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Frantisek Drtikol by Katerina Klaricova

(c) Collectors Photography, 1987 All rights reserved.

Used with permission by Jeff Dunas http://www.dunas.com

"In art, the last word is never said and a work is in fact created only so that it may, in a special way, generate another work in everyone... the greater the number of methods of realization, the wider the whole sphere -- the wider the horizon that opens up and the greater the contribution to the integration of the methods of expression of human spirit." Frantisek Kupka

In 1901 Frantisek Drtikol, then apprentice ot the photographer Mattas in Pribram, read in the monthly Das Atelier des Photographen of the opening of a two-year specialized school of photography in Munich at the Lehr-und Versuchsanstalt fur Photographie.

After the two years of study, Drtikol not only won the school's first prize, but took away a perfect knowledge of the complicated techniques of the creative process. He also received that most precious of gifts -- the wisdom of his professors, represented by the motto of the school: Ars una, species mille.

In 1910 Drtikol became the owner of his own studio, with portrait photography as his specialty.

The overall impression of the techniques of high standard prints, manipulation of the negative, color toning, plastic lighting, evident stressing of the relative masses of the subjects and their tone values, in both the portraits and the studio nudes, gives the artist's personal touch and the literary-decorative symbolism of the turn of the century.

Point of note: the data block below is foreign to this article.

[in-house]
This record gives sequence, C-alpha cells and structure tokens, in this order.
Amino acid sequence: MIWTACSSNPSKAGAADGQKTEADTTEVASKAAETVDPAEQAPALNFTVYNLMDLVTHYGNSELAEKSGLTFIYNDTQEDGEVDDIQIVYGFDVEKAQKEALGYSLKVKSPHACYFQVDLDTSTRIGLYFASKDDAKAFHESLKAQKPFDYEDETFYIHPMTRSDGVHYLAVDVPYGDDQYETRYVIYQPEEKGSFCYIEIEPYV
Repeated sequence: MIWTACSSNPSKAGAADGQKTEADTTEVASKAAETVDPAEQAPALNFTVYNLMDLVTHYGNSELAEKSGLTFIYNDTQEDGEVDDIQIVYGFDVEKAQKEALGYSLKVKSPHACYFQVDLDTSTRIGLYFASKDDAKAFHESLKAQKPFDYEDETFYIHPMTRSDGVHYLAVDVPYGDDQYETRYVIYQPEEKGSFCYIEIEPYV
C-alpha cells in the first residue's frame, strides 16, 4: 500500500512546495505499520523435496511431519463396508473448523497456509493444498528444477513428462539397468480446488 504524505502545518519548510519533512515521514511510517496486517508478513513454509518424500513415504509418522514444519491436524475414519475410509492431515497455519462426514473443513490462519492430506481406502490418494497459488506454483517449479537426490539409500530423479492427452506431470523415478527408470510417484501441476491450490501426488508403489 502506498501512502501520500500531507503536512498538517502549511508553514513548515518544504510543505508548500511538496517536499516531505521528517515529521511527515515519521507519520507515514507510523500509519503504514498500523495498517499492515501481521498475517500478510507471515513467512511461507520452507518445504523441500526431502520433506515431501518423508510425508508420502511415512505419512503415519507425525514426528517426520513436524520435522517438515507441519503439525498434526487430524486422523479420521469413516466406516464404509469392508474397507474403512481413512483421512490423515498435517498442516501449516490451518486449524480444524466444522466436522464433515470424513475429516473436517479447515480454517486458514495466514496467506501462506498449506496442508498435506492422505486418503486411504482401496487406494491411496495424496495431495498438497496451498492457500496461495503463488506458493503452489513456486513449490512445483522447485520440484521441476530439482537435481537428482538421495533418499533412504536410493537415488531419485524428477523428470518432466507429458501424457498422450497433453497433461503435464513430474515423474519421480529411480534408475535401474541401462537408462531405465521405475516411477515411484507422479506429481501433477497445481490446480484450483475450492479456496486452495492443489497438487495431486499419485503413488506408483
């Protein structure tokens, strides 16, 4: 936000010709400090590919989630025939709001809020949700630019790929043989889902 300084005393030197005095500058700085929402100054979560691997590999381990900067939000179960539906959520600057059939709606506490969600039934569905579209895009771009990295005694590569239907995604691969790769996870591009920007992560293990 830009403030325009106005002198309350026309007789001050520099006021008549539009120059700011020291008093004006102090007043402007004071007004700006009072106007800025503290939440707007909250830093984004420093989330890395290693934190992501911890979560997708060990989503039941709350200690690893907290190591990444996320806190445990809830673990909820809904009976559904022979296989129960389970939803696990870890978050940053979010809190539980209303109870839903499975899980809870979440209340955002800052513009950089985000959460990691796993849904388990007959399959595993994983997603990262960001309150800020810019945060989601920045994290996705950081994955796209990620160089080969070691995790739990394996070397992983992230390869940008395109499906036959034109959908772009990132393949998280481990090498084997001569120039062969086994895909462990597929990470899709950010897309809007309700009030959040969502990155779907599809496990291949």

Gradually, light, space and movement in Drtikol's photographs became newly built architectures. A woman's body, which has, for thousands of years, been a creative element for artists, is contrasted with the abruptly built scenic decoration.



The photographs from the 1920s are mostly printed on pigment paper: Drtikol not only simplified form but did the same for technique.

In 1925, he was invited to exhibit at the World Exhibition of Decorative Art in Paris. He thus took his place as one of the few photographers in the continuaus artistic development in Europe, beginning with the Art Nouveau period and appearing as a "phenomenon" around 1925.

Photography was then included in the series of graphic decorative arts, such as scenography, architecture, book illustrations and so on.